As the regulatory environment in the financial services sector continues to evolve, keeping up with a steadily growing list of compliance responsibilities is a major challenge for financial advisors.
Advisors depend on their firm to manage these changing requirements. And the results of this year's Report Card series show that some advisors were pleased with the resources they have in this matter, while others said that regardless of the tools available, keeping up is almost impossible.
"[Keeping on top of regulatory changes] is like drinking water from a fire hose right now," says an advisor in Atlantic Canada with Waterloo, Ont.-based Sun Life Financial (Canada) Inc.: "There's so much [regulatory change]."
The onslaught of recent regulatory changes is a challenge for advisors' firms as well.
"[Regulation] is a constantly evolving environment," says Michael Walker, vice president and head of branch investments with Toronto-based Royal Bank of Canada (RBC). "We all know there's more on the horizon. The only constant is change - and [the challenge is] just preparing ourselves to absorb that change."
Advisors appeared to have a positive and constructive relationship with the compliance staff at their firms, as the overall average performance rating in the "advisor's relationship with compliance department" category has held steady over the past few years; the overall average rating in that category was 8.8 this year. That said, the category's overall average importance rating rose to 9.3 in 2016 from 9.0 in 2015.
Although advisors admitted their compliance responsibilities can be demanding, many said they understand that their compliance staff is only trying to help.
"Compliance is our friend; not our enemy," says an advisor on the Prairies with Toronto-based Richardson GMP Ltd. "They just want to make sure we're not in the news for the wrong reasons."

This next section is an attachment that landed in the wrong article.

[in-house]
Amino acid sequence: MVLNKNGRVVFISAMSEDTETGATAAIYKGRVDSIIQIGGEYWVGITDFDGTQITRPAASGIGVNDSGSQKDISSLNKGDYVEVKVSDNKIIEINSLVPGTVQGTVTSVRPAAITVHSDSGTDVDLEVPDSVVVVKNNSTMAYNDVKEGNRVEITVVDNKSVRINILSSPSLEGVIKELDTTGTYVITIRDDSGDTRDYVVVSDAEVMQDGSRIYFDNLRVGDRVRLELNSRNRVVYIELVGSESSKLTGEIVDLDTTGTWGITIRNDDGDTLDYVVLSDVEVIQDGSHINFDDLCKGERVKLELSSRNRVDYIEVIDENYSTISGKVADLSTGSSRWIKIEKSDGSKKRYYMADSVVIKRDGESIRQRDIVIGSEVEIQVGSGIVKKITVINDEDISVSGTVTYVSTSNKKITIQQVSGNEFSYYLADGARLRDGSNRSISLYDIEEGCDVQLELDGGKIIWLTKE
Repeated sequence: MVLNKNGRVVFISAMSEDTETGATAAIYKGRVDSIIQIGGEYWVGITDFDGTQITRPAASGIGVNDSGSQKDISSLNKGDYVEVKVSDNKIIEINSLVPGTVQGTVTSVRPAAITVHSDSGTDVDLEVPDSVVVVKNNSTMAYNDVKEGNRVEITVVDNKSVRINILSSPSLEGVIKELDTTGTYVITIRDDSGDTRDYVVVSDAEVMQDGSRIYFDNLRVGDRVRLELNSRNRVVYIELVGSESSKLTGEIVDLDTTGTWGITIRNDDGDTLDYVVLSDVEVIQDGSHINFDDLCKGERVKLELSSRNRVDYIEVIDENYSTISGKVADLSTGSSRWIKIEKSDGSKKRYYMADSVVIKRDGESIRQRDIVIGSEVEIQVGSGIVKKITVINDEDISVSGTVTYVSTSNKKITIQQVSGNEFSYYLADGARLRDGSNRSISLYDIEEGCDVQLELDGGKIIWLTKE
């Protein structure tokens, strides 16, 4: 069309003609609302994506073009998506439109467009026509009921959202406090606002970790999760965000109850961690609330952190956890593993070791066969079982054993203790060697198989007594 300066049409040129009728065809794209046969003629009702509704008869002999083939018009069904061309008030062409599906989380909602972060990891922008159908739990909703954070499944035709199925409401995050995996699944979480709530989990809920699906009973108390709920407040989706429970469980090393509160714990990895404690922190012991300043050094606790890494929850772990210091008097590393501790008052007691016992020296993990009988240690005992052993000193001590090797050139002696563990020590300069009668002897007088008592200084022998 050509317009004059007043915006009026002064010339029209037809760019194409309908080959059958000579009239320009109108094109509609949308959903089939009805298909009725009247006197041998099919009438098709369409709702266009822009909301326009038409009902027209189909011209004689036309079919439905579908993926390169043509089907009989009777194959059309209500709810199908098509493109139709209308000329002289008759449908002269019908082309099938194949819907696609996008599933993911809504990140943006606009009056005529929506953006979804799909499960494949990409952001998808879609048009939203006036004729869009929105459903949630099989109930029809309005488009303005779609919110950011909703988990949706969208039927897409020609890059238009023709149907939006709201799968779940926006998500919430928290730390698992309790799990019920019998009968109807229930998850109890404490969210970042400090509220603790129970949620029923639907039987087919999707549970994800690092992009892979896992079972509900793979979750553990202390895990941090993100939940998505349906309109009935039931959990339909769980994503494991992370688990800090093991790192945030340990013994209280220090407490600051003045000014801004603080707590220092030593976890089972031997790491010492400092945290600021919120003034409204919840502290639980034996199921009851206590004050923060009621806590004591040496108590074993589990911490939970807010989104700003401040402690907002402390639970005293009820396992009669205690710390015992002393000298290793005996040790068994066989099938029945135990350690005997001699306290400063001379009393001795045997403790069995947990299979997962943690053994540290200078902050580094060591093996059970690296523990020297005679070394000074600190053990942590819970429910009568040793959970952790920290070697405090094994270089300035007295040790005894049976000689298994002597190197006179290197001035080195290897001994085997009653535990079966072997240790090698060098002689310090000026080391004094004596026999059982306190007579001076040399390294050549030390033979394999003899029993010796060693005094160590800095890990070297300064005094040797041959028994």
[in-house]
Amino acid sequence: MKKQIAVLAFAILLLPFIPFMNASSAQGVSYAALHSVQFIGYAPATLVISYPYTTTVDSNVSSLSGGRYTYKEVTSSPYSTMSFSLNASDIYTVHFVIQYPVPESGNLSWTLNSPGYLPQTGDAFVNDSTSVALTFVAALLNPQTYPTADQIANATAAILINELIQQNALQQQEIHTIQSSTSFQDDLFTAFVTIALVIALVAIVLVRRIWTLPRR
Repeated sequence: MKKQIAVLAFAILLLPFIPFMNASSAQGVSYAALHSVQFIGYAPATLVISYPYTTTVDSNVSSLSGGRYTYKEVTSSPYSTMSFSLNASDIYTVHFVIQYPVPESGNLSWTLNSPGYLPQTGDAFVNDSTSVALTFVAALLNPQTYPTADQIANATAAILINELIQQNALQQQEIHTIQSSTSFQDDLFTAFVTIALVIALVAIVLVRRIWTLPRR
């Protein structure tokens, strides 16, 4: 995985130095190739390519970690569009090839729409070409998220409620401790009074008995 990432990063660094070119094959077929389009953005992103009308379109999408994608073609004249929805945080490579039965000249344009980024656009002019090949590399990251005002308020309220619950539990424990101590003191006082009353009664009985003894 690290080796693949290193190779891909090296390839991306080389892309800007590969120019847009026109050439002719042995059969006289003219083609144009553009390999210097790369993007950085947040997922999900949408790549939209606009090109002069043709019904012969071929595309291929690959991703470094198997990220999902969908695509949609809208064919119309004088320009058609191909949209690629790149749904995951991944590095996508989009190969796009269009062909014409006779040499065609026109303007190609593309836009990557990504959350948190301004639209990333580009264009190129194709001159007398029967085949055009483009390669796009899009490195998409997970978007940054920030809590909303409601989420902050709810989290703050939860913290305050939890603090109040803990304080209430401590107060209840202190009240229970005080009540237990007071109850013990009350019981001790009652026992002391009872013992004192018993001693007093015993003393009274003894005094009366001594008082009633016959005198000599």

As a result, the support that advisors receive from their compliance staff in keeping up with the regulatory changes also has increased. This is apparent in the overall average importance rating in the "support for dealing with changes in the regulatory environment" category rising to 9.2 this year from 9.0 last year. In addition, advisors gave their firms an overall average performance rating of 8.7 in the category this year, up from 8.5 last year.
The banks appear to be doing a particularly good job of this. Advisors in that channel gave their firms an average performance rating of 9.1 - higher than in any other channel - in the category.
Advisors with Canada's Big Six banks praised their firms for providing ample resources for navigating regulatory changes well before the changes take effect.
"We've had lots and lots of training," says an RBC advisor in British Columbia.
RBC focuses on being proactive regarding regulatory changes, Walker says. For example, the bank began helping its advisors prepare for the second phase of the client relationship model (CRM2) more than two years ago, when the proposals were introduced.
"[We're] being very proactive and talking about it well in advance of these changes coming into being," Walker says.
Insurance agents indicated that they don't receive nearly enough advance notice of looming regulatory changes. Some advisors even have trouble getting hold of their compliance staff.
Insurance agents also appear to be pushing back harder against regulatory change compared with advisors in other channels.
"The regulatory demands on us are far too great," says an advisor in Ontario with London, Ont.-based Freedom 55 Financial. "It's harming the industry."
Mike Cunneen, senior vice president of Freedom 55's wealth and estate planning group, says the firm focuses on helping its advisors manage their compliance responsibilities. That includes helping advisors adapt to more rigid processes and procedures while recognizing the benefits of that approach.
"We're continuing to work hard with advisors," he says, "to help them understand the importance of [compliance]."
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